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Bank of England looking more urgently at negative rates, riskier assets: Haldane

FILE PHOTO: The Chief Economist of the Bank of England, Andy Haldane, listens from the audience at an event at the Bank of England in the City of London, London, Britain April 27, 2018. REUTERS/Toby Melville/File Photo

LONDON (Reuters) - The Bank of England is looking more urgently at options such as negative interest rates and buying riskier assets to prop up the country’s economy as it slides into a deep coronavirus slump, the BoE’s chief economist was quoted as saying.

The Telegraph newspaper said the economist, Andy Haldane, refused to rule out the possibility of taking interest rates below zero and buying lower-quality financial assets under the central bank’s bond-buying programme.

“The economy is weaker than a year ago and we are now at the effective lower bound, so in that sense it’s something we’ll need to look at – are looking at – with somewhat greater immediacy,” he said in an interview. “How could we not be?”

Top BoE officials have previously expressed objections to taking rates below zero - as the central banks of the euro zone and Japan have done - because it might hinder the ability of banks in Britain to lend and hurt rather than help the economy.

But with the BoE’s benchmark at an all-time low of 0.1% and Britain facing potentially its sharpest economic downturn in 300 years, talk of cutting rates to below zero has resurfaced.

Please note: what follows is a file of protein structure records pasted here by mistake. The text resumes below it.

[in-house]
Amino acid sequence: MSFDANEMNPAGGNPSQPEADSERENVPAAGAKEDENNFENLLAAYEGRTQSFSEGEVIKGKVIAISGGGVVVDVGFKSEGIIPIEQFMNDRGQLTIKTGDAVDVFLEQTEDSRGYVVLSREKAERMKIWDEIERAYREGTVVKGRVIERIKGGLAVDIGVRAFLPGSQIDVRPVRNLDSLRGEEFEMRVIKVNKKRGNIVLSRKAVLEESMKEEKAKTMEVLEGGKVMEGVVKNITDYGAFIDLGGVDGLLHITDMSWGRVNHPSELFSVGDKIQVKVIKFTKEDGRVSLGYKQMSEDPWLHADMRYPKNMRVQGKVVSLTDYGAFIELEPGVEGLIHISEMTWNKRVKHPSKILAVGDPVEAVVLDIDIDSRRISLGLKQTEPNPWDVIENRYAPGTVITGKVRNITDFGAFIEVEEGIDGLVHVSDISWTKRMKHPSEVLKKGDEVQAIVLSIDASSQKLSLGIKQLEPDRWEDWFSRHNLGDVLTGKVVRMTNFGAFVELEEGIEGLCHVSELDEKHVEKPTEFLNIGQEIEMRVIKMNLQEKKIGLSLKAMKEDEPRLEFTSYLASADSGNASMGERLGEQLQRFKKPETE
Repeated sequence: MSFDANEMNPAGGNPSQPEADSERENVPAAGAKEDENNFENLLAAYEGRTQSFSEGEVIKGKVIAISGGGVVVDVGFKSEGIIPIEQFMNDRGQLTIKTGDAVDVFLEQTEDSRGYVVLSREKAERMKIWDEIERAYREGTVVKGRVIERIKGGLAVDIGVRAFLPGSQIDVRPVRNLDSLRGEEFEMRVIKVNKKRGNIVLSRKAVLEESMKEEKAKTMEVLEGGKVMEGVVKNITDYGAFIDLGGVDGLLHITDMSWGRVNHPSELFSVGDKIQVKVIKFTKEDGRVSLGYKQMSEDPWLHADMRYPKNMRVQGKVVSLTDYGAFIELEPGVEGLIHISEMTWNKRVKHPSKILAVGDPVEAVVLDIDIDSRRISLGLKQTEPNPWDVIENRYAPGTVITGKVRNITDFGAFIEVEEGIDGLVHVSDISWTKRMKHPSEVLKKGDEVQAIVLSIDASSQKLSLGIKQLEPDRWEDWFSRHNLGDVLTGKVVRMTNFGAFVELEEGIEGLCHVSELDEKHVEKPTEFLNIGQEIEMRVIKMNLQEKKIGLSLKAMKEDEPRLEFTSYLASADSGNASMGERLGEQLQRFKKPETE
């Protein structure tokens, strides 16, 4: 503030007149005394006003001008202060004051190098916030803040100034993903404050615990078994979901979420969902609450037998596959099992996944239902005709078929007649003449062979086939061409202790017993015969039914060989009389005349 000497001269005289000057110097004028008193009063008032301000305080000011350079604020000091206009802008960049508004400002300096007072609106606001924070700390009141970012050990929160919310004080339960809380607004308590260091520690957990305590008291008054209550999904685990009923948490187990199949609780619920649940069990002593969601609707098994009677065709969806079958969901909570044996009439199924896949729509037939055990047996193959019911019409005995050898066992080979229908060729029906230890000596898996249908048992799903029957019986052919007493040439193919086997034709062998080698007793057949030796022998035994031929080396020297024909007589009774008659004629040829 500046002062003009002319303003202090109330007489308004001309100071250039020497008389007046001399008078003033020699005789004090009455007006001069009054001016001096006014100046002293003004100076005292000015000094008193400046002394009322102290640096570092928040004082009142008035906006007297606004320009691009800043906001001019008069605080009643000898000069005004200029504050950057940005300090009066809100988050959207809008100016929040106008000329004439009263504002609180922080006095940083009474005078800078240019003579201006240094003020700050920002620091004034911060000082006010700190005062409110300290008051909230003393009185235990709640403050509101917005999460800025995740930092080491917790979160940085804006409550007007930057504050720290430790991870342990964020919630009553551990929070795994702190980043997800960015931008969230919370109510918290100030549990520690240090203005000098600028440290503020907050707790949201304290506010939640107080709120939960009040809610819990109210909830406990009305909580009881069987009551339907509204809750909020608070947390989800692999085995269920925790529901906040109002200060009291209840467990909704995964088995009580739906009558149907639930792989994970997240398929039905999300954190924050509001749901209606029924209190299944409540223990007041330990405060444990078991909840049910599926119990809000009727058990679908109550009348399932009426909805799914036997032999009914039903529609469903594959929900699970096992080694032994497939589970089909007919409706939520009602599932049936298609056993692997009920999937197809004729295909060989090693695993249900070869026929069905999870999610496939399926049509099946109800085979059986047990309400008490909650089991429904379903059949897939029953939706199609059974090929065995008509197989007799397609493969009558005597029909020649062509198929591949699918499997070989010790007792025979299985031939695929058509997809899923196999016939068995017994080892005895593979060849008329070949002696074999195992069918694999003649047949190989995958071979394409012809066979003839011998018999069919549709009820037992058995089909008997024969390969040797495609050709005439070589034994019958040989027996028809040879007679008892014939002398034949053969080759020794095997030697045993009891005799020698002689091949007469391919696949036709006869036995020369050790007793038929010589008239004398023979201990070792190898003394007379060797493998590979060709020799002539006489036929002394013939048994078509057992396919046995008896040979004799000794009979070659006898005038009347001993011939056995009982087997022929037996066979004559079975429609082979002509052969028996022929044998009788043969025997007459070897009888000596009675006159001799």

Governor Andrew Bailey said on Thursday the BoE was not contemplating negative rates, but he declined to rule it out altogether.

Most economists expect the BoE’s next move to be an increase in the size of its 645 billion-pound ($781 billion) bond-buying quantitative easing (QE) programme, most of which is spent on British government bonds.

“With QE there is more we can do there on the gilt side and the corporate bond side in principle,” Haldane said. “As we’ve found from other central banks, you could purchase assets further down the risk spectrum.”

“I don’t want to imply we’re poised on any of those,” he said, “but we have over a number of years been reviewing all of our options for more, if more is needed.”

Writing by William Schomberg; Editing by Daniel Wallis and Leslie Adler